We couldn’t have chosen to focus on the theme of Great Britain for our blogs and recipes without talking about St George’s Day could we?
Obviously we know this only applies to England so sorry Scottish and Welsh readers but you have already had your St days this year!
The funny thing about St George (or plain George as he would have been known before his sainthood) is that he wasn’t actually English.
He was actually born in Turkey and joined the Roman Army as a young man, before being tortured and killed for refusing to renounce his Christian faith.
He never actually stepped foot in England so why do we have a national day in his name? Well, that’s because St George’s emblem was a red cross on a white background. Legend has it that during the First Crusade to Jerusalem in 1098, St George appeared as a vision to lead the Christian knights during a siege. About 100 years later, King Richard III fashioned his army’s uniform on the cross of St. George.
But it was not until 1350 that St George became the patron saint of England, when King Edward III chose him as the country’s patron saint as he was admired by many for his bravery in the face of terrible suffering.
Perhaps this is why St George’s Day has not quiet taken off (and let’s face it’s there’s been enough time) compared to the way the Scots celebrate St Andrew’s Day for example.
Or perhaps it’s because St George and his flag have become a symbol, wrongly, of less savoury elements within society, but that’s another story and as political as we will ever get in the SK kitchen, well apart from the arguments over who makes the best bhaji.
So, as ever, we will concentrate on the food. There’s no particular dish associated with St George’s Day; but it’s a time when we can celebrate some of the great regional food we have in merry old England.
Like Yorkshire pudding, Lancashire Hotpot, Cheddar Cheese, Scouse (for our Liverpudlian readers), Maid of Honour Tarts and Jam Roly Poly to name but just a few thousand!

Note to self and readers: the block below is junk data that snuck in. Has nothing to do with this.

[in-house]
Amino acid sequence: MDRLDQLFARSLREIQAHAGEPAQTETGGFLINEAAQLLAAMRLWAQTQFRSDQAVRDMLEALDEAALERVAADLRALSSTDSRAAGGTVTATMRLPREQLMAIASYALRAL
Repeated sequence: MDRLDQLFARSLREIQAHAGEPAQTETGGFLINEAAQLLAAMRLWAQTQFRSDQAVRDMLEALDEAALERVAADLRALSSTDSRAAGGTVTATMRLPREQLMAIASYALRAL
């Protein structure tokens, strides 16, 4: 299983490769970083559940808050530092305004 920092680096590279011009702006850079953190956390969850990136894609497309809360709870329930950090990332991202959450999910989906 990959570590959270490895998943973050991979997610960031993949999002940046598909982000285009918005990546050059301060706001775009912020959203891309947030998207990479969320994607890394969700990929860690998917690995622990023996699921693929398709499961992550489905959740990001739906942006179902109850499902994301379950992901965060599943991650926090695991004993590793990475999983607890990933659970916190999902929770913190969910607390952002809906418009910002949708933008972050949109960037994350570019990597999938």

There may be no public holiday to mark St George’s Day, but this year it falls on a Friday, the sun is shining and the pubs and restaurants are open (kind of), so after work tonight, order something ‘local’ and ‘Cry God for Harry, England and St George’.
Here’s a recipe with lots of red and white in it!
Pistachio scones with
Chantilly cream and fresh strawberries
- 150g finely chopped pistachios
- 300g self raising flour
- 60g sugar
- 120g salted butter
- 190g milk
- 5g baking powder
- ½ a tsp Almond essence
In a kitchen mixer
with the paddle attachment mix together the nuts, butter, flour, sugar and
baking powder till the butter is all mixed in. Add the milk and almond essence
till a soft dough is formed.
Preheat oven to 200°c
On a floured bench
roll out the dough to 4cm thick then using a scone cutter cut out scones and
place on a baking tray brush the top with milk and bake for 20 minutes until
light and golden brown. Place on a cooling rack to cool.
- 500g double cream
- 100g icing sugar
- 1 vanilla pod split in half and deseeded
- 250g fresh washed strawberries
Place all the
ingredients into a bowl and whisk together until the cream is thick and smooth.
Build the scones by
cutting in half and filling with the rich Chantilly cream and juicy